Business

As KFC reaches 10,000 stores in China, growth momentum shows no signs of slowing down

By

Mohit Kamboj

KFC China, operated by Yum China, recently opened its 10,000th store in Hangzhou. After several years of rapid expansion – including during the pandemic years – the brand continues to ride a wave of impressive growth momentum that shows no signs of slowing down. With an aggressive expansion strategy, supported by the successful introduction of new product categories, and a focus on everyday affordability and availability, KFC is well-positioned to achieve its stated goal of serving more than half of China’s population by 2026.

KFC first came to China in 1987 and has been growing with China ever since. Today, KFC is present in over 1,900 Chinese cities, and there is still significant expansion potential on the horizon. Highlighting this potential following the opening of KFC China’s 10,000th store, Joey Wat, CEO of Yum China stated, “As the first Western QSR brand in China to reach this incredible milestone, KFC China’s 10,000th store opening is a proud moment for all of us, demonstrating the brand’s deep bond with Chinese consumers across generations for over 36 years. Strategically positioned for sustained growth, KFC China stands to benefit from its large and rapidly expanding store network, substantial economies of scale and access to an even broader customer base.”

Already boasting the largest China store network of any restaurant brand in China, KFC’s expansion strategy is multi-faceted. It is not simply about just increasing the total number of stores, but more specifically it includes expanding to more untapped cities and improving store density in existing markets. Non-stop innovation has been a cornerstone of KFC’s success in China, and a variety of new store models and modules have helped the brand to expand rapidly in recent years. Specifically, there are four different store models including standard stores, future concept stores, mini-stores, and stores strategically located in lower-tier cities. KFC China has also been exploring new and innovative places for its stores such as highway service centers, hospitals, and college campuses, making the brand more accessible to a broader range of consumers. Concurrently, KFC has continued to optimize its investment in new stores, with the new store opening payback period remaining consistent at around 2 years.

In terms of menu innovation, KFC China continually introduces new menu items to reflect the diverse tastes and needs of Chinese consumers. Recent introductions include KFC’s whole chicken and beef burgers, with both now generating annual sales exceeding $100 million. Meanwhile, KFCOFFEE – KFC’s in-house coffee brand – is already one of the largest coffee players in China and is on track to sell 180 million cups of coffee in 2023, an annual increase of more than 30%. Add to that, KFC has a stated goal of reaching more than 300 standalone KCOFFEE stores in China by the end of 2024.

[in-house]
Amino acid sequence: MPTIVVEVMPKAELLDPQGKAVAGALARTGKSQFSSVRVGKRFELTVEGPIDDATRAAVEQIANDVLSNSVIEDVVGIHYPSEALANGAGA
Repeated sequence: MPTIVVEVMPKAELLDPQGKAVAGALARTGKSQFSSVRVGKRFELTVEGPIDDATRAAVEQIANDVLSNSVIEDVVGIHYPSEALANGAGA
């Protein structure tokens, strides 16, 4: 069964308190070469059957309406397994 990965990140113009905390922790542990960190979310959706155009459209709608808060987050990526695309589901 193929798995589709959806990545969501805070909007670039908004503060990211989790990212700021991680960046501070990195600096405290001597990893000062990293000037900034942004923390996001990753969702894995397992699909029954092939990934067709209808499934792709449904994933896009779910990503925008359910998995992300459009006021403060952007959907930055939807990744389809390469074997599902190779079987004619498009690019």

KFC China has been developing more cost-friendly products and extending price ranges on select products to expand its reach. Recognizing the importance of affordability and availability, as Chinese consumers have become savvier and more value conscious, KFC China has expanded its price range, including introducing entry price point offerings alongside its core range of products. For example, KFC has added more products to its RMB 19.9 (USD 2.79) value offering and KFC’s Crazy Thursday’s campaign has helped engage more price conscious consumers. Initiatives like these, among others, aim to deliver excellent value while maintaining the high-quality customers expect from KFC. Additionally, by combining increased convenience and affordability, KFC China has managed to upscale its delivery services, membership programs, and digital order systems, all of which are thriving.

Over many years, KFC China has excelled at forging deep connections with consumers. Going beyond KFC China’s huge loyalty membership base, collaborations with pop culture icons are resonating with younger generations, creating social buzz and attracting new patrons. Today, more than 90% of KFC orders in China are processed digitally and more than 430 million people have become members of the KFC loyalty program.

KFC China has identified Resilience, Growth and Moat as effective strategies for rapidly expanding its business, and the brand’s continued growth momentum in China will continue to be driven by a strategic blend of store expansion, innovative product offerings, everyday affordability, and meaningful customer engagement. As KFC continues to innovate and adapt to the evolving market demands in China, it is poised for continued success in the years ahead.

KFC can rightly feel optimistic about its next chapter of growth in China. Warton Wang, General Manager of KFC China, underlined this optimism at Yum China’s 2023 Investor Day, stating, “We are confident about KFC’s growth potential in China” while adding, “Considering China’s population size and the large number of cities, we see huge growth potential.”